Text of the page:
2014 Stewardship Report: Learning from the past, looking to the future

As we look forward to our natural areas stewardship goals for 2015, we look back at what we accomplished in 2014. It was an exciting year! Check out the highlights of the year below, or read the full 2014 Annual Stewardship Report (click the title).

  1. Stewardship Blog: I launched this blog, the Natural Areas Notebook in June 2014 to help inform residents about the cool biota in the township and advertise the many opportunities to help care for our natural areas.
  2. Prescribed Burns: We contracted with Plantwise LLC for prescribed burn work. We completed burns in old fields at Bear Creek Nature Park and Charles Ilsley Park on May 19, 2014. We completed prescribed burns along the Paint Creek Trail at the Art Project, Paint Creek Heritage Area – Wet Prairie, Kamin Easement, and Nicholson Prairie on November 5, 2014. The remaining burns in the contracts (Lost Lake Nature Park, Bear Creek Nature Park forest, and Stony Creek Ravine Nature Park) were postponed due to early snow and will hopefully be completed in Spring 2015.

    The ignition crew communicate closely with the holding crew to make sure the fire does not burn in areas outside the burn unit.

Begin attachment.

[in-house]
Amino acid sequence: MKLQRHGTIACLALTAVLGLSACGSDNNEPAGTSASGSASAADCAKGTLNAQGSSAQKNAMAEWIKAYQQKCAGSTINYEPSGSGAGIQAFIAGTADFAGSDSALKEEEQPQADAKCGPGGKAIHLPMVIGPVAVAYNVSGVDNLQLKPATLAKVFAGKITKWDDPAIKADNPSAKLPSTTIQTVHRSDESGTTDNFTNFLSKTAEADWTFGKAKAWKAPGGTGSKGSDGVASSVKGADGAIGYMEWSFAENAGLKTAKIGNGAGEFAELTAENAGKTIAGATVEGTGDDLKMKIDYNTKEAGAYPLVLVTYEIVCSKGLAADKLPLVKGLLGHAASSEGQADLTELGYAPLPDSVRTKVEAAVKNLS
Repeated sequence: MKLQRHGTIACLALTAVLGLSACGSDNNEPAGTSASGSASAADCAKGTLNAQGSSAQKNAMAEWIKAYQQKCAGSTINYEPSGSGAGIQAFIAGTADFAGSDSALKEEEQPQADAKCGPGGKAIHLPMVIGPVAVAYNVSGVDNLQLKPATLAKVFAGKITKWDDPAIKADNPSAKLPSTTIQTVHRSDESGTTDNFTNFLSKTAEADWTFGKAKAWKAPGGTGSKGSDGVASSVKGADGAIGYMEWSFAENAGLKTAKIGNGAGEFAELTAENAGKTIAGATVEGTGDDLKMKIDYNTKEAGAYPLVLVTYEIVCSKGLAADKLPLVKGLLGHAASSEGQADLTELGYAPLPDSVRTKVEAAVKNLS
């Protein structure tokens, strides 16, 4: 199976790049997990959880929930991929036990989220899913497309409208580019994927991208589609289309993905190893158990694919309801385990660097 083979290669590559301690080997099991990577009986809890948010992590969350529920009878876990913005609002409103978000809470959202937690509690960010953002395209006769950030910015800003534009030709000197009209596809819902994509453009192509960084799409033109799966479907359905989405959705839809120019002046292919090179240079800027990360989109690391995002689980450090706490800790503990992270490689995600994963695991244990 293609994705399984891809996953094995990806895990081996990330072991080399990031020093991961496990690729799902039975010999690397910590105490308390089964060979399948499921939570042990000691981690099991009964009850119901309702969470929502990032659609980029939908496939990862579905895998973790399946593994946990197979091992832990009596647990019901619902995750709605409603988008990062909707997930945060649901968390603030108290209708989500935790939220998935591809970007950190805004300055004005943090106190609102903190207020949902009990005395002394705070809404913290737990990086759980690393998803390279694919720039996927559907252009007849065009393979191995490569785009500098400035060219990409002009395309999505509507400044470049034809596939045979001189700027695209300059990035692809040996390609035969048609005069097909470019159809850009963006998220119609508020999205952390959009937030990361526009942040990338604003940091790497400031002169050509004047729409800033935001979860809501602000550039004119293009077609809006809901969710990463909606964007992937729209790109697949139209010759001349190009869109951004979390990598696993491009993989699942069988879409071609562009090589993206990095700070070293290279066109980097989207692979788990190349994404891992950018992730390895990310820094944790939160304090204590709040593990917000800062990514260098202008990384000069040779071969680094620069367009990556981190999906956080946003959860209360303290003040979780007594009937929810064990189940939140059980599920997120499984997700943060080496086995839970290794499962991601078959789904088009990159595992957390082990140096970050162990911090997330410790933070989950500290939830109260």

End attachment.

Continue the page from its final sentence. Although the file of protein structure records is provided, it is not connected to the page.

Prescribed fire at Bear Creek Nature Park in May 2014

  3. Volunteer Program: Volunteer workdays were held two times per month from July to November. Participation was generally low (ranging from 0 to 7 volunteers per workday), but the workdays provided invaluable experience with scheduling, preparing, and leading volunteer workdays.

    SE Michigan Summer Conservation Corps crew, Bear Creek Nature Park, July 2014.

    SE Michigan Summer Conservation Corps crew, Bear Creek Nature Park, July 2014.

  4. Floristic Surveys: I surveyed Gallagher Creek Park, O’Connor Nature Park, and Paint Creek Heritage Area – Fen during summer 2014 to document the plant species growing in each park.
  5. US Fish and Wildlife Service Partners for Fish and Wildlife Grant: Prairie restoration at Charles Ilsley Park and Draper Twin Lakes Park was jump started by a $15,200 grant from the US Fish and Wildlife Service through their Partners for Fish and Wildlife program. The stewardship crew worked hard to clear invasive woody shrubs in 18 acres of old fields at Charles Ilsley Park and 20 acres of old field at Draper Twin Lake Park to prepare for planting in 2015.
  6. USDA Wildlife Habitat Incentives Program (WHIP) grant: work continued on the 2008 WHIP grant, which funds habitat restoration along the Paint Creek Trail to benefit native pollinators.
  7. Seasonal Technicians: We had three outstanding technicians in 2014. Matt Peklo returned for his third year, Alex Kriehbel returned for his second year, and Jonah Weeks worked her first year.

    The stewardship crew pulled lots of garlic mustard in 2014. Help us make 2015 even more successful!

    The stewardship crew pulled lots of garlic mustard in 2014. Help us make 2015 even more successful!

  8. Natural Areas Stewardship Manager: I started with Oakland Township Parks and Recreation as the Natural Areas Stewardship Manager in April 2014.